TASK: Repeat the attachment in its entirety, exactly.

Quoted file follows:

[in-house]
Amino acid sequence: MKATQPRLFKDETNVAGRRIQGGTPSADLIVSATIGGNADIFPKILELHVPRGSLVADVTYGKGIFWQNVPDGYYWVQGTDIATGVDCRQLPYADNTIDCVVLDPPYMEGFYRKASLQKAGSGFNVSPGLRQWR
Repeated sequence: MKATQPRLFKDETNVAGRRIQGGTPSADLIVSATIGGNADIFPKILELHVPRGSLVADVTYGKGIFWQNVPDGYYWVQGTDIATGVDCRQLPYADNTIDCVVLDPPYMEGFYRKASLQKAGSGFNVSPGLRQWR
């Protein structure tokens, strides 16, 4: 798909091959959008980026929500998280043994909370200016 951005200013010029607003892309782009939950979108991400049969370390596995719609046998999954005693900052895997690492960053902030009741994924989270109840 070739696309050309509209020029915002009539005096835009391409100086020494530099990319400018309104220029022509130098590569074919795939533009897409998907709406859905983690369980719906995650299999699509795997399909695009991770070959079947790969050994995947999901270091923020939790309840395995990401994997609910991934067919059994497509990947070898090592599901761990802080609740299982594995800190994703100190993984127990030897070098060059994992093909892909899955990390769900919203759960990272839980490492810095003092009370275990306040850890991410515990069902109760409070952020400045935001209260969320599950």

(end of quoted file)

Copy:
[in-house]
Amino acid sequence: MKATQPRLFKDETNVAGRRIQGGTPSADLIVSATIGGNADIFPKILELHVPRGSLVADVTYGKGIFWQNVPDGYYWVQGTDIATGVDCRQLPYADNTIDCVVLDPPYMEGFYRKASLQKAGSGFNVSPGLRQWR
Repeated sequence: MKATQPRLFKDETNVAGRRIQGGTPSADLIVSATIGGNADIFPKILELHVPRGSLVADVTYGKGIFWQNVPDGYYWVQGTDIATGVDCRQLPYADNTIDCVVLDPPYMEGFYRKASLQKAGSGFNVSPGLRQWR
């Protein structure tokens, strides 16, 4: 798909091959959008980026929500998280043994909370200016 951005200013010029607003892309782009939950979108991400049969370390596995719609046998999954005693900052895997690492960053902030009741994924989270109840 070739696309050309509209020029915002009539005096835009391409100086020494530099990319400018309104220029022509130098590569074919795939533009897409998907709406859905983690369980719906995650299999699509795997399909695009991770070959079947790969050994995947999901270091923020939790309840395995990401994997609910991934067919059994497509990947070898090592599901761990802080609740299982594995800190994703100190993984127990030897070098060059994992093909892909899955990390769900919203759960990272839980490492810095003092009370275990306040850890991410515990069902109760409070952020400045935001209260969320599950």